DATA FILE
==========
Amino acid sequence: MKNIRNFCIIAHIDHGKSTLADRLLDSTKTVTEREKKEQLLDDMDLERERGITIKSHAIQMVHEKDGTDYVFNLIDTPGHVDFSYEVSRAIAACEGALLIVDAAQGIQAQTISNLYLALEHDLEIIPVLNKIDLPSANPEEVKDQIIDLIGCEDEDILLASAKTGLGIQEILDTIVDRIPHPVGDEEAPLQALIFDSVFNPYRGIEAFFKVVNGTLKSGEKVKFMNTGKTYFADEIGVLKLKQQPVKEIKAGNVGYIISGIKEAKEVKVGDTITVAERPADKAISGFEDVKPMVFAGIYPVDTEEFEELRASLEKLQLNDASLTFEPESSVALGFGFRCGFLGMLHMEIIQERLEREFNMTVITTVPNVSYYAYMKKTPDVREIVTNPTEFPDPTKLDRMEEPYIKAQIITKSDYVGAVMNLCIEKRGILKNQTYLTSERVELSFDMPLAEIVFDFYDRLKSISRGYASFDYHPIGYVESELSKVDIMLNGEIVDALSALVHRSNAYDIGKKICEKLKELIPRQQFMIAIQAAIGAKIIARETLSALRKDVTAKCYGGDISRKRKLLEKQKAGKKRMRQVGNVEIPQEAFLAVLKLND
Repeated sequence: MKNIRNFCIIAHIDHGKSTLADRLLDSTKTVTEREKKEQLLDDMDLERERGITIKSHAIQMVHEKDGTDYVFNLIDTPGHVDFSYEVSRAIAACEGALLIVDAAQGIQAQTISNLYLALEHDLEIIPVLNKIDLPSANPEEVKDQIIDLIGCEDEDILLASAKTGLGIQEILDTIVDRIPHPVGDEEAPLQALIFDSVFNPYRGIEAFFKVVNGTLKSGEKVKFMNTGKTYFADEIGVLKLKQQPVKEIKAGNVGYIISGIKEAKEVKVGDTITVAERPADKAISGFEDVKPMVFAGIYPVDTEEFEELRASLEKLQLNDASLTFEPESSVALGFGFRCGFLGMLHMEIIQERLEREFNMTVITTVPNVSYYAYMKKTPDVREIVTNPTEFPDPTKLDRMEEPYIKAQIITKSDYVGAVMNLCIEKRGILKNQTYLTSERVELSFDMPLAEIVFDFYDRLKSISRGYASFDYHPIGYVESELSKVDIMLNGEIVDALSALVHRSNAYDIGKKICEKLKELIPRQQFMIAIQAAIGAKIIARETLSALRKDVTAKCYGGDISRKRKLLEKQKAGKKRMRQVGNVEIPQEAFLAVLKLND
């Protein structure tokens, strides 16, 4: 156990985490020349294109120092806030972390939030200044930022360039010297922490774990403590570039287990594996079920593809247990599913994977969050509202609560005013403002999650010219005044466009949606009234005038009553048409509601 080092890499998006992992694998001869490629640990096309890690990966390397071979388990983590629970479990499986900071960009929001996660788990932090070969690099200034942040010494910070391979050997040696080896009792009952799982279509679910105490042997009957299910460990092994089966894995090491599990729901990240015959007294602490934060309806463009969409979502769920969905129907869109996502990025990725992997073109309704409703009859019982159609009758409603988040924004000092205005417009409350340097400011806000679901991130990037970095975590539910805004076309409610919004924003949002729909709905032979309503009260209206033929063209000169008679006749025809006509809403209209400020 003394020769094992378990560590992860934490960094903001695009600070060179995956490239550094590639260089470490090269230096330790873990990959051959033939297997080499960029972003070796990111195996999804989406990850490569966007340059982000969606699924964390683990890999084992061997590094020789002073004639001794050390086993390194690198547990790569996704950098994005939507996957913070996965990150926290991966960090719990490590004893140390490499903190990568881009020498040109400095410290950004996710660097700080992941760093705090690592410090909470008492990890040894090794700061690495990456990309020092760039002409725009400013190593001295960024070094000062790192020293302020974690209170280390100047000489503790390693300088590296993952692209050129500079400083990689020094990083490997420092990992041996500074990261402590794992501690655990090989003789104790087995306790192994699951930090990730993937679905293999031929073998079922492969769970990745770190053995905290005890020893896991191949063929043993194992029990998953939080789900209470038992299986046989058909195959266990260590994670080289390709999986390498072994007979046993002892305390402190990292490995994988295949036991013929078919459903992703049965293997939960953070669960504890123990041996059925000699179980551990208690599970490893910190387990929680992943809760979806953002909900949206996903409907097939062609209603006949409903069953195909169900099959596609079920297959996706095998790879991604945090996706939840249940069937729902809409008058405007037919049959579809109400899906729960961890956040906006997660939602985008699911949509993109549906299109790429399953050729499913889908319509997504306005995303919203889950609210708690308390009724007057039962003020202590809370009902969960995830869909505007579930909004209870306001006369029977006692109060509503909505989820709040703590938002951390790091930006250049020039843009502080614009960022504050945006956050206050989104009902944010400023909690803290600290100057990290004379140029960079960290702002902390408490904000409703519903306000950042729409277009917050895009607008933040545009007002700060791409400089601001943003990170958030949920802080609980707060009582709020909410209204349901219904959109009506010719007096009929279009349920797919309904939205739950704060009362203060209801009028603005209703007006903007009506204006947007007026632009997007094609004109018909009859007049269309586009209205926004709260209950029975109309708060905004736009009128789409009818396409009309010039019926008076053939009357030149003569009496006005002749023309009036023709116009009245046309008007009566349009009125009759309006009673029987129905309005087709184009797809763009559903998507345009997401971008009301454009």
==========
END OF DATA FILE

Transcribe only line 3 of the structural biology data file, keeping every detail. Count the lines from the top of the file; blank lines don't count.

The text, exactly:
């Protein structure tokens, strides 16, 4: 156990985490020349294109120092806030972390939030200044930022360039010297922490774990403590570039287990594996079920593809247990599913994977969050509202609560005013403002999650010219005044466009949606009234005038009553048409509601 080092890499998006992992694998001869490629640990096309890690990966390397071979388990983590629970479990499986900071960009929001996660788990932090070969690099200034942040010494910070391979050997040696080896009792009952799982279509679910105490042997009957299910460990092994089966894995090491599990729901990240015959007294602490934060309806463009969409979502769920969905129907869109996502990025990725992997073109309704409703009859019982159609009758409603988040924004000092205005417009409350340097400011806000679901991130990037970095975590539910805004076309409610919004924003949002729909709905032979309503009260209206033929063209000169008679006749025809006509809403209209400020 003394020769094992378990560590992860934490960094903001695009600070060179995956490239550094590639260089470490090269230096330790873990990959051959033939297997080499960029972003070796990111195996999804989406990850490569966007340059982000969606699924964390683990890999084992061997590094020789002073004639001794050390086993390194690198547990790569996704950098994005939507996957913070996965990150926290991966960090719990490590004893140390490499903190990568881009020498040109400095410290950004996710660097700080992941760093705090690592410090909470008492990890040894090794700061690495990456990309020092760039002409725009400013190593001295960024070094000062790192020293302020974690209170280390100047000489503790390693300088590296993952692209050129500079400083990689020094990083490997420092990992041996500074990261402590794992501690655990090989003789104790087995306790192994699951930090990730993937679905293999031929073998079922492969769970990745770190053995905290005890020893896991191949063929043993194992029990998953939080789900209470038992299986046989058909195959266990260590994670080289390709999986390498072994007979046993002892305390402190990292490995994988295949036991013929078919459903992703049965293997939960953070669960504890123990041996059925000699179980551990208690599970490893910190387990929680992943809760979806953002909900949206996903409907097939062609209603006949409903069953195909169900099959596609079920297959996706095998790879991604945090996706939840249940069937729902809409008058405007037919049959579809109400899906729960961890956040906006997660939602985008699911949509993109549906299109790429399953050729499913889908319509997504306005995303919203889950609210708690308390009724007057039962003020202590809370009902969960995830869909505007579930909004209870306001006369029977006692109060509503909505989820709040703590938002951390790091930006250049020039843009502080614009960022504050945006956050206050989104009902944010400023909690803290600290100057990290004379140029960079960290702002902390408490904000409703519903306000950042729409277009917050895009607008933040545009007002700060791409400089601001943003990170958030949920802080609980707060009582709020909410209204349901219904959109009506010719007096009929279009349920797919309904939205739950704060009362203060209801009028603005209703007006903007009506204006947007007026632009997007094609004109018909009859007049269309586009209205926004709260209950029975109309708060905004736009009128789409009818396409009309010039019926008076053939009357030149003569009496006005002749023309009036023709116009009245046309008007009566349009009125009759309006009673029987129905309005087709184009797809763009559903998507345009997401971008009301454009």